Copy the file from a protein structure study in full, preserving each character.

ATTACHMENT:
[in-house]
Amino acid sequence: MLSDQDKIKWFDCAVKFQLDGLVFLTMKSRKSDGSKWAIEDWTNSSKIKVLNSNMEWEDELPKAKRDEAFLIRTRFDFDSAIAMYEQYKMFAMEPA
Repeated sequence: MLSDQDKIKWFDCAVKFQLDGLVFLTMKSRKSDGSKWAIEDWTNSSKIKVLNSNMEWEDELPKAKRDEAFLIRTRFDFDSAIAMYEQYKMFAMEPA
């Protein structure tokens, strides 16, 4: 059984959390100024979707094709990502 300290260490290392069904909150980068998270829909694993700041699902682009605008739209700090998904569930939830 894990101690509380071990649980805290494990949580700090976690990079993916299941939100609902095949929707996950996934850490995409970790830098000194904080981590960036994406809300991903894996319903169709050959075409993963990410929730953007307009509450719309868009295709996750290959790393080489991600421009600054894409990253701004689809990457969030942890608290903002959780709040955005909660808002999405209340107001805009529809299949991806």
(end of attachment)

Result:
[in-house]
Amino acid sequence: MLSDQDKIKWFDCAVKFQLDGLVFLTMKSRKSDGSKWAIEDWTNSSKIKVLNSNMEWEDELPKAKRDEAFLIRTRFDFDSAIAMYEQYKMFAMEPA
Repeated sequence: MLSDQDKIKWFDCAVKFQLDGLVFLTMKSRKSDGSKWAIEDWTNSSKIKVLNSNMEWEDELPKAKRDEAFLIRTRFDFDSAIAMYEQYKMFAMEPA
């Protein structure tokens, strides 16, 4: 059984959390100024979707094709990502 300290260490290392069904909150980068998270829909694993700041699902682009605008739209700090998904569930939830 894990101690509380071990649980805290494990949580700090976690990079993916299941939100609902095949929707996950996934850490995409970790830098000194904080981590960036994406809300991903894996319903169709050959075409993963990410929730953007307009509450719309868009295709996750290959790393080489991600421009600054894409990253701004689809990457969030942890608290903002959780709040955005909660808002999405209340107001805009529809299949991806």